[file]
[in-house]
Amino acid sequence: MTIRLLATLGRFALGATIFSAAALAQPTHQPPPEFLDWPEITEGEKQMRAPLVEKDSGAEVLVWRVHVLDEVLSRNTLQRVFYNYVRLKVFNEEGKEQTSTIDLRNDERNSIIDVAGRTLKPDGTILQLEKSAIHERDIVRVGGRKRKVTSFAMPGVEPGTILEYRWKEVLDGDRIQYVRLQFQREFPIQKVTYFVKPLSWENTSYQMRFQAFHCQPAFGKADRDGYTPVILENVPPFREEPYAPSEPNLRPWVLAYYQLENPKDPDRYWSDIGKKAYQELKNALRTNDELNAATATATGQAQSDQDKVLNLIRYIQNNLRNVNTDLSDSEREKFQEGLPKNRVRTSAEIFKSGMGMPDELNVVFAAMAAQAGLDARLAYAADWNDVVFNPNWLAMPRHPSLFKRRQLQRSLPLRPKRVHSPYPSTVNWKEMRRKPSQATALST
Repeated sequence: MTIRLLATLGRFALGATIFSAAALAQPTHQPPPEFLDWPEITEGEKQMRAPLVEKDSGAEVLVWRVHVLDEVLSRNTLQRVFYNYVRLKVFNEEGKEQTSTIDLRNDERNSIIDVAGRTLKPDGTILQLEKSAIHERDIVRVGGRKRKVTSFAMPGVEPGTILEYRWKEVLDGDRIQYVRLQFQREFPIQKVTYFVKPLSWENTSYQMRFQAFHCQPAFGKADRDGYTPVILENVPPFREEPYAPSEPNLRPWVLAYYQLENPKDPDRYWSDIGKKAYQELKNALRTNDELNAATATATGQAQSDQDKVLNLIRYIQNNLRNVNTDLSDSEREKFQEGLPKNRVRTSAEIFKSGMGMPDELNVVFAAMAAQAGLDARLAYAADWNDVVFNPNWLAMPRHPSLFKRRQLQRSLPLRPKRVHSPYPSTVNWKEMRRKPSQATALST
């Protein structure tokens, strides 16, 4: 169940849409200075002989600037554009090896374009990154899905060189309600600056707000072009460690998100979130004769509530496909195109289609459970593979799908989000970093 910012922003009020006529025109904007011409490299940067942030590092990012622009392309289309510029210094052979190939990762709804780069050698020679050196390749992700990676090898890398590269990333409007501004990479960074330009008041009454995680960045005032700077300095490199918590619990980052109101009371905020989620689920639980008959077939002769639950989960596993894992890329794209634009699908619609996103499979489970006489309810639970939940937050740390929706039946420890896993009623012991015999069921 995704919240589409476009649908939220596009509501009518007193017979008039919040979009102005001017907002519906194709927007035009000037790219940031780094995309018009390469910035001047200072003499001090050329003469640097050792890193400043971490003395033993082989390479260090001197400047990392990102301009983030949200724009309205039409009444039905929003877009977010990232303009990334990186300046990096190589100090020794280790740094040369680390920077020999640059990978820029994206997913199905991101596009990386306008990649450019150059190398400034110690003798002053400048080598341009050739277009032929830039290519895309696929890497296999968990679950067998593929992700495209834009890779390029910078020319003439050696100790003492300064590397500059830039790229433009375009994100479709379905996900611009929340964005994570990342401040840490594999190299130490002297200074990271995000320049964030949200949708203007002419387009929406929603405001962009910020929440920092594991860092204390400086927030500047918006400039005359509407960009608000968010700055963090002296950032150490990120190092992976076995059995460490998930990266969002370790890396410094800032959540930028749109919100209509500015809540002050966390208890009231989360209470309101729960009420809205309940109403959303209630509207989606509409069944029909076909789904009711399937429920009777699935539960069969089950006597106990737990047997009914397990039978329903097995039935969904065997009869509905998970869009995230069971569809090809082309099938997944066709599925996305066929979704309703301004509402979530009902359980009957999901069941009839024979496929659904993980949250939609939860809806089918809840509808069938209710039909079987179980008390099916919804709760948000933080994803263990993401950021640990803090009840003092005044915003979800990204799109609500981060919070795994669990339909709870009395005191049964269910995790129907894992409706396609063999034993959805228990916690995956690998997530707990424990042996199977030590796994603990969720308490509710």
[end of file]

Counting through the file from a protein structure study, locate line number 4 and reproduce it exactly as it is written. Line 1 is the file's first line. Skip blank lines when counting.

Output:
């Protein structure tokens, strides 16, 4: 169940849409200075002989600037554009090896374009990154899905060189309600600056707000072009460690998100979130004769509530496909195109289609459970593979799908989000970093 910012922003009020006529025109904007011409490299940067942030590092990012622009392309289309510029210094052979190939990762709804780069050698020679050196390749992700990676090898890398590269990333409007501004990479960074330009008041009454995680960045005032700077300095490199918590619990980052109101009371905020989620689920639980008959077939002769639950989960596993894992890329794209634009699908619609996103499979489970006489309810639970939940937050740390929706039946420890896993009623012991015999069921 995704919240589409476009649908939220596009509501009518007193017979008039919040979009102005001017907002519906194709927007035009000037790219940031780094995309018009390469910035001047200072003499001090050329003469640097050792890193400043971490003395033993082989390479260090001197400047990392990102301009983030949200724009309205039409009444039905929003877009977010990232303009990334990186300046990096190589100090020794280790740094040369680390920077020999640059990978820029994206997913199905991101596009990386306008990649450019150059190398400034110690003798002053400048080598341009050739277009032929830039290519895309696929890497296999968990679950067998593929992700495209834009890779390029910078020319003439050696100790003492300064590397500059830039790229433009375009994100479709379905996900611009929340964005994570990342401040840490594999190299130490002297200074990271995000320049964030949200949708203007002419387009929406929603405001962009910020929440920092594991860092204390400086927030500047918006400039005359509407960009608000968010700055963090002296950032150490990120190092992976076995059995460490998930990266969002370790890396410094800032959540930028749109919100209509500015809540002050966390208890009231989360209470309101729960009420809205309940109403959303209630509207989606509409069944029909076909789904009711399937429920009777699935539960069969089950006597106990737990047997009914397990039978329903097995039935969904065997009869509905998970869009995230069971569809090809082309099938997944066709599925996305066929979704309703301004509402979530009902359980009957999901069941009839024979496929659904993980949250939609939860809806089918809840509808069938209710039909079987179980008390099916919804709760948000933080994803263990993401950021640990803090009840003092005044915003979800990204799109609500981060919070795994669990339909709870009395005191049964269910995790129907894992409706396609063999034993959805228990916690995956690998997530707990424990042996199977030590796994603990969720308490509710």